• Rebecca12.14.17 - 7:59 AM

    I’m sure you have already read tips about the day you bring home your new baby, but this is what worked well for us with our dogs and cats and with two kids. Take/steal the first hospital newborn blanket she is wrapped in (its the smelliest). Then one of you enter the house first with just the blanket (baby is left in car with someone). Introduce the animals to the blanket smell, then bring in baby. We have found that the dogs quickly understand the new hierarchy and after initial curiosity everyone adapts…except the cats because they are always “in charge”. ps. keep those dirty diapers securely thrown away. Its pretty much the most disgusting thing to clean up- a eaten dirty diaper.ReplyCancel

    • Kim12.14.17 - 9:09 AM

      Yes, we went over that as well! And so true about the cats. :DReplyCancel

  • erin12.14.17 - 7:59 AM

    this is absolutely wonderful! i love that you’re working hard to still have the pets as a part of your lives even when a new baby is coming. i wish more people would do this because pets aren’t something you can just ignore and discard if a new family member comes into your lives.

    Training is so essential, and i think everyone is that much better for it!ReplyCancel

    • Kim12.14.17 - 9:09 AM

      We completely agree, but by far the hardest part is sticking to it! Training only works with a lot of persistence and practice. We don’t want to give anyone the illusion that it’s easy.ReplyCancel

      • Rachel12.14.17 - 11:15 AM

        I always say dog training is fundamentally simple, but not easy. The concepts are simple once you start to think how your dog things, but the implementation and consistency are SOOOO hard! You guys are awesome though and I’m sure the work you’re putting in will pay off big time with happy dogs and kiddo :)ReplyCancel

  • Liz12.14.17 - 8:01 AM

    I love you guys for doing this. Wish all new parents who already have fur kids were as thoughtful and committed as you guys are.ReplyCancel

  • Beret12.14.17 - 9:41 AM

    The Travall gate guard is the BEST thing ever. To anyone wondering, it is worth every penny. I had a cheaper version first and I would have to adjust it every single time we got in and out of the car. Good luck with the training!ReplyCancel

    • Kim12.14.17 - 9:51 AM

      Couldn’t agree more, glad to hear you endorse it as well! We also bought a few less expensive versions of the gate, but CC would ALWAYS find a way to push through the gate and hop into the backseat. This one stays PUT. The dogs are safe, we’re safe, and we’re all traveling in peace (for once!).ReplyCancel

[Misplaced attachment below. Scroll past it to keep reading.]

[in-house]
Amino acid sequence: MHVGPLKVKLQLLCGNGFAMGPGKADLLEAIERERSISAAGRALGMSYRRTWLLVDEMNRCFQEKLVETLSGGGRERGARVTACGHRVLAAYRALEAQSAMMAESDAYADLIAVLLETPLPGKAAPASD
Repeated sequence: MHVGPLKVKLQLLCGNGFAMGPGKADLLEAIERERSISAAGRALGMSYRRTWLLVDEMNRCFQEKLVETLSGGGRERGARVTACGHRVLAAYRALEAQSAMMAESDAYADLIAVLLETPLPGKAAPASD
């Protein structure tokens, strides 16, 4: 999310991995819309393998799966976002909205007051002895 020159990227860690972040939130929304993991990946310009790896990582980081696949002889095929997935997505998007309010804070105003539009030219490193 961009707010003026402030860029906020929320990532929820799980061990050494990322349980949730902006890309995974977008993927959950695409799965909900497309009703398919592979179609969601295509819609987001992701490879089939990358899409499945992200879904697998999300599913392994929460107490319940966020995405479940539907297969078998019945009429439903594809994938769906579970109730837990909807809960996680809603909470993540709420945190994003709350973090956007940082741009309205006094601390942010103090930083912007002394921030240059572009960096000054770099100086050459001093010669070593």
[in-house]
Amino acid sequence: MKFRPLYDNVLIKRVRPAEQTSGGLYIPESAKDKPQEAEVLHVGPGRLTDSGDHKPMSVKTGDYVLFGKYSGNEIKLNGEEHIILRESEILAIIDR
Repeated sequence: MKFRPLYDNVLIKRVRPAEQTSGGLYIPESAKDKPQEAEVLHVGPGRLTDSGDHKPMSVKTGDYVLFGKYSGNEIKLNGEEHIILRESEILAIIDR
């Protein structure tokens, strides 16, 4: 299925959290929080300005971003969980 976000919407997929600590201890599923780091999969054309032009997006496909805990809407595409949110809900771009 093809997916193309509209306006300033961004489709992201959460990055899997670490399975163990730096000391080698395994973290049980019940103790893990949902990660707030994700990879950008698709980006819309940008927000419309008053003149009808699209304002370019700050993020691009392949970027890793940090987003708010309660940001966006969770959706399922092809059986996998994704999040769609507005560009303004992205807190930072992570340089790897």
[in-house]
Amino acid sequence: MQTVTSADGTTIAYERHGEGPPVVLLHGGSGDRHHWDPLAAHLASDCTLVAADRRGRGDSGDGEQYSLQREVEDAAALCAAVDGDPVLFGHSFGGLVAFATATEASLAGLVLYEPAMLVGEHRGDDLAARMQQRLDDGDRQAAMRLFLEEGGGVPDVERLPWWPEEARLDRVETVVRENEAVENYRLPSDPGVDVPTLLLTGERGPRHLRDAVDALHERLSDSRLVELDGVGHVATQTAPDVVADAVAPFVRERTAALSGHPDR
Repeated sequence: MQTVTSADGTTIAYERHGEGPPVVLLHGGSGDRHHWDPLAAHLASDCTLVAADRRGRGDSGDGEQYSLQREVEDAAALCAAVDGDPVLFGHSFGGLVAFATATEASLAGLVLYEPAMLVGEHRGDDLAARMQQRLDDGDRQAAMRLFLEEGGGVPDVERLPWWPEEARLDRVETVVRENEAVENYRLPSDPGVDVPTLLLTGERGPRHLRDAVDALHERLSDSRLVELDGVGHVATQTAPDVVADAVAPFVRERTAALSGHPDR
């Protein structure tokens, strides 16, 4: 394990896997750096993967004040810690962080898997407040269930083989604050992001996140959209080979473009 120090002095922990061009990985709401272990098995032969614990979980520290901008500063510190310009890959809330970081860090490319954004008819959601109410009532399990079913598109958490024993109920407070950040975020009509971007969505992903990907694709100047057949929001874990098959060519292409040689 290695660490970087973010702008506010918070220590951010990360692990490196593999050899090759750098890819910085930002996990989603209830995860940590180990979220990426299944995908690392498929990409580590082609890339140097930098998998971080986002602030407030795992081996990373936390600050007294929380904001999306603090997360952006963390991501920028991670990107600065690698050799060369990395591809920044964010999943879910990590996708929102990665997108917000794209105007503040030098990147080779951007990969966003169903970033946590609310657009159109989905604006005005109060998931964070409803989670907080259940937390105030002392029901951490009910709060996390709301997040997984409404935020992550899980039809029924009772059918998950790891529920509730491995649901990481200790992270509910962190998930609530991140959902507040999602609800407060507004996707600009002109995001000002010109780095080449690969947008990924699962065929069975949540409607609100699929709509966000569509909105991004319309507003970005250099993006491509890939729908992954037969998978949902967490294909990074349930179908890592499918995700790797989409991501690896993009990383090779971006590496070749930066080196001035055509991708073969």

• Laurel12.14.17 - 9:56 AM

    It is so great that you’re training the pups for the new arrival! Bringing home our son went better than I imagined – we have a mutt who is (we think) a lab/heeler mix so she’s high energy and kind of neurotic. Surprisingly, she didn’t really care when we brought a newborn home. Fast forward two years though, and she “tolerates” the toddler at best. I had visions of the two of them being the best of friends (baby using the dog as a pillow, waiting by the front door together) and it turns out they function more like casual acquaintance roommates. Turns out you can’t force them to love each other!ReplyCancel

  • Taylor12.14.17 - 10:21 AM

    This is so great! Thank you for sharing what you have been doing. Could you explain more how you use the gate guard and the tethers in your car? I think that could work well for us, too, but I’m not sure the best way to tether our pup while she is in the “way” back. Do you have all of the seats folded down?ReplyCancel

    • Kim12.14.17 - 10:27 AM

      Sure thing! Sorry I didn’t get a better photo of it. So the seats are all up like normal, and the gate guard is secured behind the seats (as seen in the product image). We have a Forester, and this is made for our car model/year, so your guard might look different than this. Then we have the tether around one of the headrests in the back seat with TWO leashes (one for each of them), and we clip an end to each of their harnesses so that they have freedom to lay, sit or move around, but they’re also secured in the back. Does that help?ReplyCancel

      • Taylor12.14.17 - 12:11 PM

        Yes! That makes sense. Thank you :)ReplyCancel

  • Amanda12.14.17 - 10:28 AM

    This is so fantastic. Thank you so much for sharing this, as a animal shelter employee and pit bull owner (and potentially getting pregnant soon) this is just one of the greatest things I’ve read all year. If you don’t mind I may take these tips and tricks and compile them into a pamphlet for our adopters to receive, along with other new dog advice. Your pitties are amazing!ReplyCancel

    • Kim12.14.17 - 10:30 AM

      Thanks, Amanda! We love receiving this feedback – our pets are such an important part of the family!ReplyCancel

  • Julia at Home on 129 Acres12.14.17 - 10:35 AM

    Thanks for sharing your experience and tips in so much detail. I love the love and a six foot leash series too. Thanks for the endorsement of the gate guard. That’s a big one on my list. Although it may be more about training me to not feel guilty that the dog is in the “trunk” than it is about the dog.ReplyCancel